Andrew W.K. on Gambling
Illustration by Tallulah Fontaine for VICE
In the early 2000s, I found myself on a US tour with my band and a bus driver who loved casinos. He'd stop every time he saw one. It was easy to see why. They specifically cater to people on the road: truck and bus drivers and anyone on long hauls or road trips. They offer exceptionally nice bathrooms, better-than-average restaurants of either quality or value, and a stimulating change of atmosphere from the long stretches of highway. You can hang out there, reset, catch a buzz. Maybe win a little.
Since we were stopping at casinos so frequently, my guitar player and I decided we should make the most of it and get into gambling. We started with roulette. Soon, we'd developed what we thought was our own special betting system. I later discovered it was just a variation of the old and relativity disproven Martingale System, which teaches you to make the same small bet each time you win, but to double your bet each time you lose. It's not a great or foolproof system, and as we realized soon enough, you could very quickly find yourself deep in a betting hole after losing and doubling your bet just a few times in a row.
We first tested the system during long drives on the bus by recreating the roulette wheel with a pack of playing cards, which we figured was a pretty good simulation of the odds. We kept a notebook with our total of imaginary wins and losses, and would play before every concert as practice for the time we'd actually find ourselves in a real casino, playing for real money. After everything was tallied up after a month and a half, we figured we had accumulated almost $50 million. We were ready.
So when we found ourselves in Reno, Nevada, on an off day after what seemed like an eternity of card practice, we took $1,500 out of the ATM to play roulette. Within a few hours, we'd lost it all. Soon we had a decision to make: Walk away or go deeper in and try to win our money back. With the sort of blind carelessness that gives a person chills and a lump in the throat, we decided to try and earn it all back. We took out more money and lost it, too.
Casinos exist to wow outsiders. But it's quietly understood that they're there to gently destroy us.
Down $3,000, we had to decide again whether to swallow our losses or keep going. My guitarist said we should quit. I said we should keep going, and somehow presented this as the only "real" option in a way that was both highly illogical and powerfully undeniable. We took more money out.
By this point, we were floating in a psychosis of neurotic and compulsive rushes, all our movements coming in a sort of disconnected, robotic manner. I was exhausted from the constant adrenalin surges, and from the stress of winning a little and then losing it all over and over again. We'd been at the roulette table for more than five hours.
We finally went on a winning streak, and somehow, by a miraculous kiss of Lady Luck, managed to win back all our losses after another four grueling hours. With an extraordinarily deep and alien fatigue, blended with an extreme sense of humiliation, and a pitiful type of relief, we stopped after a long day of over ten hours of nerve-racking gambling. I realized it was never really "fun." Just intense and dizzying. I've never played roulette again, and have rarely gambled since.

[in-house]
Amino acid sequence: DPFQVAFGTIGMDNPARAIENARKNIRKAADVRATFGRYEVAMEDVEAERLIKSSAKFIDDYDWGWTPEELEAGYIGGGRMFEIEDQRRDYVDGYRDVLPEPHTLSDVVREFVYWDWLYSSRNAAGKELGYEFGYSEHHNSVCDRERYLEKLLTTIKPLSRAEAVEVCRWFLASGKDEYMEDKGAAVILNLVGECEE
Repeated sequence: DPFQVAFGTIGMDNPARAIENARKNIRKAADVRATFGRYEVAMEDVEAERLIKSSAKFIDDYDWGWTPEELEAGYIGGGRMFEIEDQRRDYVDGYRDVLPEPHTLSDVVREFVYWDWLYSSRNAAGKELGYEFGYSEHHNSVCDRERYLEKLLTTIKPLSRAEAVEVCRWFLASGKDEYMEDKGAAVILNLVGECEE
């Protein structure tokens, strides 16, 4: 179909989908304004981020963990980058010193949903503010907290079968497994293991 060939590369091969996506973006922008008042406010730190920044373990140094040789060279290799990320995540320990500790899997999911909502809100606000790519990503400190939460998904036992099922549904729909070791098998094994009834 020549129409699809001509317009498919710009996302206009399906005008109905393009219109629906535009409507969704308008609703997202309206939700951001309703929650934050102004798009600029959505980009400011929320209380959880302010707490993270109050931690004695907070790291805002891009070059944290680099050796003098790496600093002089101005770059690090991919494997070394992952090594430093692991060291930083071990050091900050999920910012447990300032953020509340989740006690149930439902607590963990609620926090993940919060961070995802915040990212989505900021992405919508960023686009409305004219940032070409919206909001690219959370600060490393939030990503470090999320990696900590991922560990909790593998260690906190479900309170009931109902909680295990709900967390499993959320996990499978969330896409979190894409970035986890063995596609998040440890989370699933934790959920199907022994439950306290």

But I certainly understand the appeal. Being there in the moment, swinging back-and-forth between painful losses and delirious wins, manic highs and depressive lows, the entire world had really seemed to melt away. The idea of a reality outside the casino had become a distant and vague memory. It seemed like we could stay tucked away by that roulette wheel forever. The casino had everything we could ever need, and it could take everything we'd ever get. This was deeply comforting and also quite horrifying. For those ten-plus hours, I had developed a kind of tunnel vision I'd not experienced before or since, an unparalleled focus. Each spin was infused with an unmistakable spike of feeling—a sensation both full of nervous excitement that was also bland and hollow. Time had both slowed down and sped up. It seemed to move in a spiral, in tandem with the roulette wheel.
Some of mankind's most advanced and calculated manipulations go on within the walls of a casino. People are lured into an agreement of willful illusion by over-the-top bright lights, shiny surfaces, whirring sounds, violent splashes of patterned floors, and impossibly massive architecture. Casinos exist to wow outsiders. But it's quietly understood that they're there to gently destroy us, and we solemnly trade our damage and loss for the spectacle, and this precarious possibility of beating the odds.
Much of life seems to be a gamble, or at least about weighing risk and reward. I learned at the roulette table that some gambles and risks are just not worth the cost. To me, the unbridled joy of winning $10,000 comes nowhere near the devastation of losing $10,000. Especially considering the odds are more in favor of the latter.
As I've grown older, I've begun to view life as a miraculous occurrence that I feel less and less comfortable taking gambles with. The idea of jumping out of a plane, for instance, holds almost no appeal to me, just as winning money is not worth the possibility of losing it. The opportunity to exist is the greatest opportunity of all. And although I understand the impulse to squeeze excitement out of this chance to live, there's no new experience that can come close to the thrill I've had of simply being alive.
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